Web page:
I always say a mistake isn’t a bad thing unless you don’t learn from it. Well, today you’re going to learn from MY mistake. I’ll take one for the team on this one.
Long story, short: Today, I shattered my big toe by dropping a barbell on it. I mean, it’s awful. I can’t put much weight on it, it’s completely bruised up, swollen and I would love to upload a picture of that so you could see how crazy it looks, but my feet are hideous so I’ll pass. Trust me.
I’ll live. I once got my foot (same foot) crushed by a 1999 Honda Civic, so compared to that this is basically nothing. The bright side is that this is going to be a teaching moment, and a very timely one.
Today, I’d like to teach you my thoughts on foot position during popular exercises like back squats, split squats, deadlifts, etc. This is something I picked up a while back from a coach named Mike Robertson. I added it into my training, my clients training and tried to make adjustments to make it even more successful during exercise.
I’d like to start off by saying that the concept of pushing through only your heels on an most lower body lifts is dead. It’s faulty, it doesn’t work and it might even make you weaker – in my opinion.
You do still need to feel the heel, though, along with two other regions of the foot – the first and fifth metatarsal heads. In other words, you need to maintain ground contact and exert force through the heel, the padding just under your big toe and the padding just under your pinky toe. Think of that as a triangle of force, with 33.333333333333333333333333333333333% (haha or one-third) of your “push” coming from each of those areas.
Recently, I’ve been getting a lot of questions about foot position after posting some Instagram split squat videos. So this is actually great timing.
You may have heard me tell you to find your heel, grip the ground or push your foot through the floor when you’re squatting, lunging or any other exercise. Those are just simple ways to help you put your foot in the right position based on what I see. It’s very important know that you need to use your whole foot when exercising, not just the heel like many people may believe.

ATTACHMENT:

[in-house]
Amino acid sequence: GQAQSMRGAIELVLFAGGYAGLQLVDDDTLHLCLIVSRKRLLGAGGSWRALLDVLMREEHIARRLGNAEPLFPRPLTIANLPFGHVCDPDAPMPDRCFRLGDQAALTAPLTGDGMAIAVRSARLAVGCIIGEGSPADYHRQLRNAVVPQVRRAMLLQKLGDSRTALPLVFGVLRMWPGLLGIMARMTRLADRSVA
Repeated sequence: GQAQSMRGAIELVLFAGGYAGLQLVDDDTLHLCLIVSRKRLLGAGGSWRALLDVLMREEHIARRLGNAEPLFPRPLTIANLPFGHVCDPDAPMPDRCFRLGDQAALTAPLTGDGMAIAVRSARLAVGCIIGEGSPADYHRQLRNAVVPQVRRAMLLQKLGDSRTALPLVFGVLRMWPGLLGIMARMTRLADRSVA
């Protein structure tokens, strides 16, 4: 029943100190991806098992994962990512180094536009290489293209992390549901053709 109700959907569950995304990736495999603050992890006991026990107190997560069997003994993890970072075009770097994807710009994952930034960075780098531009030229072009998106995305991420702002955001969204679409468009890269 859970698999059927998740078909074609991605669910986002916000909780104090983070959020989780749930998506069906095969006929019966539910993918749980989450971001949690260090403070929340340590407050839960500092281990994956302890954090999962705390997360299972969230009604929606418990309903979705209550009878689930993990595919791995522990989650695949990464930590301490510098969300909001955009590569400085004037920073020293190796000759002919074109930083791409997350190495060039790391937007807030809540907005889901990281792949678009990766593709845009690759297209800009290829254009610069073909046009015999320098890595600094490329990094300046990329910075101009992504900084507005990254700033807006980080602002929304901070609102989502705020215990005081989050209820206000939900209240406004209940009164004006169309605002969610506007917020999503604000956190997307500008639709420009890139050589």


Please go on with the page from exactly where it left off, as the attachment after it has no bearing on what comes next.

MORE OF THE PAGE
If you put all the weight in your heels, you’re shifting your center of gravity. Let’s say you’re squatting and you overload the heels. You’re going to lose some ground connection in the upper half of your foot. You may not feel that happening, but it is. Worst case, your toed lift up from the ground and you fall backwards! On the fly (you won’t notice this either), your body is going to adapt because the human body is amazing. More than likely, you’re going to excessively arch your lower back, tip your pelvis forward and cause detriment to the activation and/or mobility of your entire lower body.
Another huge reason something called proprioception, which is basically your ability to sense your body positioning and movement. Your feet are your first contact with the ground. If you aren’t gripping that floor with your entire foot, you lose the ability to sense where you are at any point in a given movement. This affects strength, power, speed, mechanics, posture, balance – everything.
I’ve done this so many times. Everyone has. Eventually, you will feel the accumulation of that poor movement pattern and I don’t want that for you! But when you nail the right foot position, and a lot of my clients naturally nail it, you’ll feel ten times stronger. Seriously. I have legitimately seen people make drastic improvements in 30 seconds just by changing this one small detail.
So, to wrap it up; My toe being broken is actually really sad for me. It’s going to limit my lower body workouts a lot for the time being! But on a good note, I got to share some thoughts with you guys and hopefully help out anyone who may have been making this mistake. Continue to lift with the exact same form you do on everything, but implement this one tip and I guarantee the movement will be easier to achieve based on your foot position.